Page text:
• Avatar of Anne S
            June 8, 2011 at 2:42 pm

            “You should not get to be on a scientific panel because you are a non-white non-male, you should only get to be on it if you have something important to present.”
            I don’t think that anyone who has been commenting here disagrees with this statement. Things get tricky when you try to decide WHO has something important to present. In the fields we’ve been discussing, white men are more visible, which means that they are more likely to make it onto lists from which speakers are being selected. I do not think that just because someone is a woman or minority that what she/he has to say is more valuable than what her/his white male colleagues have to say, but as you mentioned, there are tons of people with information to share these days; there is no reason to automatically go with the usual suspects.

          • Avatar of jynnan_tonnyx
            June 8, 2011 at 2:52 pm

            @Claus:

            Earlier, you said this:

            “Neither am I suggesting that any attempt to increase diversity must include a willingness to lower standards.”

            More recently, you said this:

            “You should not get to be on a scientific panel because you are a non-white non-male, you should only get to be on it if you have something important to present.”

            Given that I’ve already explained that the notion of unqualified women and POC being put on panels is a Straw man, I have no idea why you would feel the need to subsequently make the latter comment. Well, I have one idea, but it’s not very flattering.

            More importantly, if you were honest in your first statement, you don’t believe that increasing diversity requires lowering standards. But your second comment suggests that you believe that that is exactly what is being proposed here, although several people have explained that that is not the case. Please explain the discrepency.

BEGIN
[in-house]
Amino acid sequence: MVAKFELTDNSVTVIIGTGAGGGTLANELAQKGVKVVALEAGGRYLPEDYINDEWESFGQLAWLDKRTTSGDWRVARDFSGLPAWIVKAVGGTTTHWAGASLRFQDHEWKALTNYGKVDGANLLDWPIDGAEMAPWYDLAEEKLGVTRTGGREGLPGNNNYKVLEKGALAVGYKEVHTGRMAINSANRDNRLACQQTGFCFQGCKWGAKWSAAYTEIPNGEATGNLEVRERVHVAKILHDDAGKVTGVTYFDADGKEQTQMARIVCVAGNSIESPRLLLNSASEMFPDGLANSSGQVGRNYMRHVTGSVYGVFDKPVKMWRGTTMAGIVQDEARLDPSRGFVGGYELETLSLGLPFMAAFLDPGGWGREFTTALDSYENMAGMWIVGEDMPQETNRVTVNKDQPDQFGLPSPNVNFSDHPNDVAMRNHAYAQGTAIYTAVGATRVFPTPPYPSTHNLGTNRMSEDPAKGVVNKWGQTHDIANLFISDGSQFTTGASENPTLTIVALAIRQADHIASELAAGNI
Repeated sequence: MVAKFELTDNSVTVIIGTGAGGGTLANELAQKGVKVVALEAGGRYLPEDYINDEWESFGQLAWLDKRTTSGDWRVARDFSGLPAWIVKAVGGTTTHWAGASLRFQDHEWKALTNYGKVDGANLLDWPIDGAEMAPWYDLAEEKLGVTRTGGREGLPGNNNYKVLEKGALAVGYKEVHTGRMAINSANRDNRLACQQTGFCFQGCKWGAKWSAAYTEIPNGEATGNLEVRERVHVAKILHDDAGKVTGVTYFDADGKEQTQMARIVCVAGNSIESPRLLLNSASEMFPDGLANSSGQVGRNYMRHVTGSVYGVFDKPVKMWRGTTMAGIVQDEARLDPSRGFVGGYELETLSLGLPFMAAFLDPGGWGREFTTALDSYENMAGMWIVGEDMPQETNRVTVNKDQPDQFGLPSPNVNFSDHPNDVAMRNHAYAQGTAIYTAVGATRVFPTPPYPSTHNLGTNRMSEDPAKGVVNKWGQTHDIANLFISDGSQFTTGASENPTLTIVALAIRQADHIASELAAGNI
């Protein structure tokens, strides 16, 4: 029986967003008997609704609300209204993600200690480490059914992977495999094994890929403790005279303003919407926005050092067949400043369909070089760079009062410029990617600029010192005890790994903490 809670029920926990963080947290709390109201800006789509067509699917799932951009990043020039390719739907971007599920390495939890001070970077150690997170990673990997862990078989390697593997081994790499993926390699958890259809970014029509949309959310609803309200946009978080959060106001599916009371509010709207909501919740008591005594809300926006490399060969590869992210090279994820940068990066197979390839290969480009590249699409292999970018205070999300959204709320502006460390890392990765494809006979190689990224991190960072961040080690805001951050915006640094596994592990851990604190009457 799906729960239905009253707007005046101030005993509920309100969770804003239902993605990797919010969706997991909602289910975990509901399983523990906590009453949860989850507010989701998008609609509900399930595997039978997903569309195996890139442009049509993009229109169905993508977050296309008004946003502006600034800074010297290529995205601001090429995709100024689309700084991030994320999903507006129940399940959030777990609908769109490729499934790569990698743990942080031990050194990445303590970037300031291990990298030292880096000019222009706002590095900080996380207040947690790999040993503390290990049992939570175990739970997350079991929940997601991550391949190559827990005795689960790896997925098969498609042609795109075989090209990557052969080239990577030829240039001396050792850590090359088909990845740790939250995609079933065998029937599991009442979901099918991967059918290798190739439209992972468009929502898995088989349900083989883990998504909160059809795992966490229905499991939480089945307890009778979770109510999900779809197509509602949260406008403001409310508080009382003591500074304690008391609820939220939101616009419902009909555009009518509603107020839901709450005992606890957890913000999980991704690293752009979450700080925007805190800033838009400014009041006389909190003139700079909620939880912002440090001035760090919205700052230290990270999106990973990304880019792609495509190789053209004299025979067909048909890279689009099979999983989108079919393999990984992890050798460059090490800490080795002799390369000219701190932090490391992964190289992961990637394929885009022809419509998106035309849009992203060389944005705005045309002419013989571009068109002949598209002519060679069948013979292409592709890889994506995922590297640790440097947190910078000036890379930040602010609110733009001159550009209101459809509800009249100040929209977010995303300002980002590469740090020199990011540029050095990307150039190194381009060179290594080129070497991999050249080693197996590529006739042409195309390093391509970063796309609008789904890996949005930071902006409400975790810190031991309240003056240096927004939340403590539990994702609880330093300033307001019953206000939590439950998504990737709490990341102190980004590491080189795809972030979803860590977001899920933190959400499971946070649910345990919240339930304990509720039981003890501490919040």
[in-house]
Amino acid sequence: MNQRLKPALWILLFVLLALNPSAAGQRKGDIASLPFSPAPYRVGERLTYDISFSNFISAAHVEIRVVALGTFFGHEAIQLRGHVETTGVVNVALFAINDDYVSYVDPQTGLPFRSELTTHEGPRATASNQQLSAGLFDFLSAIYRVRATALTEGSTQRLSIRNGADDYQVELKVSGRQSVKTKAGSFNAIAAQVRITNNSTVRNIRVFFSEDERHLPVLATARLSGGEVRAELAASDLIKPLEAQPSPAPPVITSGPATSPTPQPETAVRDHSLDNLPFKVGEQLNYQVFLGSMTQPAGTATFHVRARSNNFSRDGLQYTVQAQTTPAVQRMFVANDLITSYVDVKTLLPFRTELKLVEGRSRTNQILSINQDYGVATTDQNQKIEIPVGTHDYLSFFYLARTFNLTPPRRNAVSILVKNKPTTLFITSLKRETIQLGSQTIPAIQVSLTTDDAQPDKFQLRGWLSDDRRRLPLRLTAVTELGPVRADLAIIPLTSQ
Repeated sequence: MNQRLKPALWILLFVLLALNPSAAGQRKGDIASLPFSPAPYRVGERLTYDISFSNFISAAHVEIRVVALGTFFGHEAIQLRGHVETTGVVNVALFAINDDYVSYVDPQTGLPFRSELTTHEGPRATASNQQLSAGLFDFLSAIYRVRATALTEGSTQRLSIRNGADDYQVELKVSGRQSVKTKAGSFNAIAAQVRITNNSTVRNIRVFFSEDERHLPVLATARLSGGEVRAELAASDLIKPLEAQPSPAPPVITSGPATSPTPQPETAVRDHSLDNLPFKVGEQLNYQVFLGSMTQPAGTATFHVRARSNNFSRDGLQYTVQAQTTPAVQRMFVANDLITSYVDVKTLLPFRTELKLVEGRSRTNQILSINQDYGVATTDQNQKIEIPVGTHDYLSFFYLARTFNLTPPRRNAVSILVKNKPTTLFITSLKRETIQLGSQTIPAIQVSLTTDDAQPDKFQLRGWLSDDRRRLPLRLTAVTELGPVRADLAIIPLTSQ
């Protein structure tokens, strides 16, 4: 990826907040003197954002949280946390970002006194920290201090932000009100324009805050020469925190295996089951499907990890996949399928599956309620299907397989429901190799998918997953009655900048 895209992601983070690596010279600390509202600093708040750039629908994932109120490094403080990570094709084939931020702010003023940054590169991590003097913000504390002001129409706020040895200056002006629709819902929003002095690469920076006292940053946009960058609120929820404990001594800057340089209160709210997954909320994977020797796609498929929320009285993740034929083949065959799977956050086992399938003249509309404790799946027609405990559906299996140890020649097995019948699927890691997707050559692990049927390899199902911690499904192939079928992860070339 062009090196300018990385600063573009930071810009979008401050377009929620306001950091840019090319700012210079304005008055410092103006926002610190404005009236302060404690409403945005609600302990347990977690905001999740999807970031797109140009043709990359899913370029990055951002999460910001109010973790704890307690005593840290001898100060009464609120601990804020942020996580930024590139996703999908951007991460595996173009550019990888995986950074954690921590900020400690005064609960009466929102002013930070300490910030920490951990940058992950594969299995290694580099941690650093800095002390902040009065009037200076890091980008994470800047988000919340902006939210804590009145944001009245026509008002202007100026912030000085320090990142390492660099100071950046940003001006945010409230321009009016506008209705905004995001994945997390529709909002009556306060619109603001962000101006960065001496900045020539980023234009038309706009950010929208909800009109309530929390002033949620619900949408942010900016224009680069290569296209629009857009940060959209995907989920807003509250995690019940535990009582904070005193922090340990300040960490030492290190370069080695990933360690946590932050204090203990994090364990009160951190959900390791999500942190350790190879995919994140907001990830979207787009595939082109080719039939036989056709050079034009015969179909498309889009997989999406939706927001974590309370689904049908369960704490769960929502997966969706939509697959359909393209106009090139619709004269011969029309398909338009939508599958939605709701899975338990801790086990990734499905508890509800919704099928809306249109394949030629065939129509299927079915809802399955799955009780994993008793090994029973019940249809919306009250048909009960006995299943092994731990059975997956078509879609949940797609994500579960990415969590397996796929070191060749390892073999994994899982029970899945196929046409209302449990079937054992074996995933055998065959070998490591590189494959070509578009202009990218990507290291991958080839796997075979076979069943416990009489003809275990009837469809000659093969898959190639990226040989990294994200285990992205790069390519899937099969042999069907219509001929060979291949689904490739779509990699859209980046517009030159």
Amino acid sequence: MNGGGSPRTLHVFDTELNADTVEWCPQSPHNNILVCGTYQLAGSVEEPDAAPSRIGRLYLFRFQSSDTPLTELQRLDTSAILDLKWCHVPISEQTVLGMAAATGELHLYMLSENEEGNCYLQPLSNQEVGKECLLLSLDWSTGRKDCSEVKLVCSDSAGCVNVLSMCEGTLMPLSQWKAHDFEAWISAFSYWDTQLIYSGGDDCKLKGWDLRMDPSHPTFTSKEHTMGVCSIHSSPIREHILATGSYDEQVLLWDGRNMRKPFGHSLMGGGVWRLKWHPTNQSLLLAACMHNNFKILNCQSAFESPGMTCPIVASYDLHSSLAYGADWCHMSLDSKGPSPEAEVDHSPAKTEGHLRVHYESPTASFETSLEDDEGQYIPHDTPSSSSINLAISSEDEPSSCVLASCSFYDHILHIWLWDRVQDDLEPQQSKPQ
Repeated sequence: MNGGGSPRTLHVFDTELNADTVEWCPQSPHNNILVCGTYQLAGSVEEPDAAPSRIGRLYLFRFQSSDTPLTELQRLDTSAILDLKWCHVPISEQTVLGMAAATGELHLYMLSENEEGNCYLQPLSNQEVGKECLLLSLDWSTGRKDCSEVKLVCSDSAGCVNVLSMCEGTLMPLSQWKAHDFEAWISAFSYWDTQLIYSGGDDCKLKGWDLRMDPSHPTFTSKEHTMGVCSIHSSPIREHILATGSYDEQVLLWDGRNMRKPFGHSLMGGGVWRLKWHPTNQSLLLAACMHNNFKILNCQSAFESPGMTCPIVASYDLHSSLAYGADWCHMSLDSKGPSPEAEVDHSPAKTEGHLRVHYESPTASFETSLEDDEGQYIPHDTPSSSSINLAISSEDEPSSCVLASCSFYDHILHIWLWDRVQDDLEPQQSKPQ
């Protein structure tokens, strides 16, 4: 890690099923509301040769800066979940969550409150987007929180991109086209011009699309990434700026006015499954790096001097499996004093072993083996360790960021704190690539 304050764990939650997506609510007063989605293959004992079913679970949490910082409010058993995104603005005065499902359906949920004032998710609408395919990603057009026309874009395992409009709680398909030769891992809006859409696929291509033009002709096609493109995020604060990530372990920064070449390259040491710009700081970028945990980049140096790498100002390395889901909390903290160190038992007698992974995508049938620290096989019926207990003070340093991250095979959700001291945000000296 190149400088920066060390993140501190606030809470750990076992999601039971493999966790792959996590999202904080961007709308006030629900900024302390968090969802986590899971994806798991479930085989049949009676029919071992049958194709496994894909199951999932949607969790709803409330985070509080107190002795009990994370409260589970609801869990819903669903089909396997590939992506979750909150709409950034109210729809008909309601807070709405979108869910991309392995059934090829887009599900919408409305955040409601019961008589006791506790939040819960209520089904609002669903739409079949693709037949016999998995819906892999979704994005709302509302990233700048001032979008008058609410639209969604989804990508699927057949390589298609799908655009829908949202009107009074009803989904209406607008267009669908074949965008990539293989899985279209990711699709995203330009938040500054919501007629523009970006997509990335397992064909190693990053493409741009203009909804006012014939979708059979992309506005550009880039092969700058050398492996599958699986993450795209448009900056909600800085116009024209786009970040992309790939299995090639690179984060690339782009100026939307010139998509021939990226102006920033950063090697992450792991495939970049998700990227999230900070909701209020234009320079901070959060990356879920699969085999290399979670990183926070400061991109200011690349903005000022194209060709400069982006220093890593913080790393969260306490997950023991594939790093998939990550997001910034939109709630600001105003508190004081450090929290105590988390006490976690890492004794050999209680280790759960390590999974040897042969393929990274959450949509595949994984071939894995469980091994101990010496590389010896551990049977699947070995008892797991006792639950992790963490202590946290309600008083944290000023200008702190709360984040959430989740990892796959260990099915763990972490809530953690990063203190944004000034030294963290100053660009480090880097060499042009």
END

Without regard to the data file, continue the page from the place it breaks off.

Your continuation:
I would have addressed other points in your most recent comment, but since most of them ignore my points or prop up already-debunked straw men, there seems to be no point.

          • Avatar of
            June 8, 2011 at 3:30 pm

            @aynsavoy,

            “Things get tricky when you try to decide WHO has something important to present. In the fields we’ve been discussing, white men are more visible, which means that they are more likely to make it onto lists from which speakers are being selected. I do not think that just because someone is a woman or minority that what she/he has to say is more valuable than what her/his white male colleagues have to say, but as you mentioned, there are tons of people with information to share these days; there is no reason to automatically go with the usual suspects.”

            Well, they *are* easier to round up…

            There are indeed tons of people with information to share these days. But the criterion should be merit, not gender or skin color. Skepticism should engage people on grounds of skepticism, not politics.

            Some have mentioned the gender distribution at TAM: I remember clearly the first TAM, and the subsequent ones: There weren’t a lot of women, that’s true, but that has changed dramatically. Why? Impossible to say, of course, but I think that the mere fact that we have become more visible to the general public is the decisive factor. Skepticism in itself is not merely about science, it is also about what science is not, how science is being abused, the dangers of superstitious beliefs, and how to counter the tide of ignorance. That is wholly general, not specific to gender or skin color.

          • Avatar of jynnan_tonnyx
            June 8, 2011 at 4:58 pm

            @Claus:

            “But the criterion should be merit, not gender or skin color.”

            I have a sincere question for you:

            Do you honestly believe that there is anybody here who has seriously suggested that any unqualified woman or POC should be allowed to sit on a panel purely because they are a woman or POC?

            Because nearly every statement you’ve made, whether by accident or design, has essentially been a response to that notion (or a similarly unfounded one), despite the fact that multiple people have emphasized repeatedly that that is not what is being suggested.

            What is being proposed in this thread is nothing more or less than the following: